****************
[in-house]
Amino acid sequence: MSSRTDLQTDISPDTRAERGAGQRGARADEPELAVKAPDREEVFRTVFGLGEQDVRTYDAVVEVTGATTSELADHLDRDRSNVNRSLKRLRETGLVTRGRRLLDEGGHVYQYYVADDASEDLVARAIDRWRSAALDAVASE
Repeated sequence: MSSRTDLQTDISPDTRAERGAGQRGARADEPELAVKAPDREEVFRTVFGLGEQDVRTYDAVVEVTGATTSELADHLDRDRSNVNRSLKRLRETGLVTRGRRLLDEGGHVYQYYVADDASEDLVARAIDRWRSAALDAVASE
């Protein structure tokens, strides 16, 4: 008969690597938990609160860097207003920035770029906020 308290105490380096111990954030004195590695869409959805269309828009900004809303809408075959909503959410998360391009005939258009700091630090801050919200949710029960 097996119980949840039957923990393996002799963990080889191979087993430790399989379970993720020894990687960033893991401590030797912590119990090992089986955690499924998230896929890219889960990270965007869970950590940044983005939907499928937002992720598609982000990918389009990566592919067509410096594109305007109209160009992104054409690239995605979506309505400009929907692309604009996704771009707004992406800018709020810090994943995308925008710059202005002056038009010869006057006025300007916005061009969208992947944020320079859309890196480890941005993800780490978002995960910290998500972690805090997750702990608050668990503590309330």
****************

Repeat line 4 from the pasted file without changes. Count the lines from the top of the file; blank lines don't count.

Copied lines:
């Protein structure tokens, strides 16, 4: 008969690597938990609160860097207003920035770029906020 308290105490380096111990954030004195590695869409959805269309828009900004809303809408075959909503959410998360391009005939258009700091630090801050919200949710029960 097996119980949840039957923990393996002799963990080889191979087993430790399989379970993720020894990687960033893991401590030797912590119990090992089986955690499924998230896929890219889960990270965007869970950590940044983005939907499928937002992720598609982000990918389009990566592919067509410096594109305007109209160009992104054409690239995605979506309505400009929907692309604009996704771009707004992406800018709020810090994943995308925008710059202005002056038009010869006057006025300007916005061009969208992947944020320079859309890196480890941005993800780490978002995960910290998500972690805090997750702990608050668990503590309330």